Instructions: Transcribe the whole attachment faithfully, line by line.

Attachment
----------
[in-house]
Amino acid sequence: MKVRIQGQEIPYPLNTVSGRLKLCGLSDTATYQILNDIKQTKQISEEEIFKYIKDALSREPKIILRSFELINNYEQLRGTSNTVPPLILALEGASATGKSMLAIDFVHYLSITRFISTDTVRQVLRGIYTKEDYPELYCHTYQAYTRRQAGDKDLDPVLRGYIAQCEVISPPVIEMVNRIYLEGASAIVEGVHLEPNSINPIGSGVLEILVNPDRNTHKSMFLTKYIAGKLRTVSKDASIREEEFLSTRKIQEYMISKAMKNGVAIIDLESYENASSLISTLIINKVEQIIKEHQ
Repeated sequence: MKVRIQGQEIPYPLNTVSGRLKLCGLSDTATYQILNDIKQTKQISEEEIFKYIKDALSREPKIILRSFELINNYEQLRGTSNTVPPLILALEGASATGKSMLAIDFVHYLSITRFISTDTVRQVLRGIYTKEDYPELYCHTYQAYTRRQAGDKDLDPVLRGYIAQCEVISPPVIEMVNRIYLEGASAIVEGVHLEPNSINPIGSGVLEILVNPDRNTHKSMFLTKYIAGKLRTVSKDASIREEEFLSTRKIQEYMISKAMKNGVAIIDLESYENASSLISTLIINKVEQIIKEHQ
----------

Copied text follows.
[in-house]
Amino acid sequence: MKVRIQGQEIPYPLNTVSGRLKLCGLSDTATYQILNDIKQTKQISEEEIFKYIKDALSREPKIILRSFELINNYEQLRGTSNTVPPLILALEGASATGKSMLAIDFVHYLSITRFISTDTVRQVLRGIYTKEDYPELYCHTYQAYTRRQAGDKDLDPVLRGYIAQCEVISPPVIEMVNRIYLEGASAIVEGVHLEPNSINPIGSGVLEILVNPDRNTHKSMFLTKYIAGKLRTVSKDASIREEEFLSTRKIQEYMISKAMKNGVAIIDLESYENASSLISTLIINKVEQIIKEHQ
Repeated sequence: MKVRIQGQEIPYPLNTVSGRLKLCGLSDTATYQILNDIKQTKQISEEEIFKYIKDALSREPKIILRSFELINNYEQLRGTSNTVPPLILALEGASATGKSMLAIDFVHYLSITRFISTDTVRQVLRGIYTKEDYPELYCHTYQAYTRRQAGDKDLDPVLRGYIAQCEVISPPVIEMVNRIYLEGASAIVEGVHLEPNSINPIGSGVLEILVNPDRNTHKSMFLTKYIAGKLRTVSKDASIREEEFLSTRKIQEYMISKAMKNGVAIIDLESYENASSLISTLIINKVEQIIKEHQ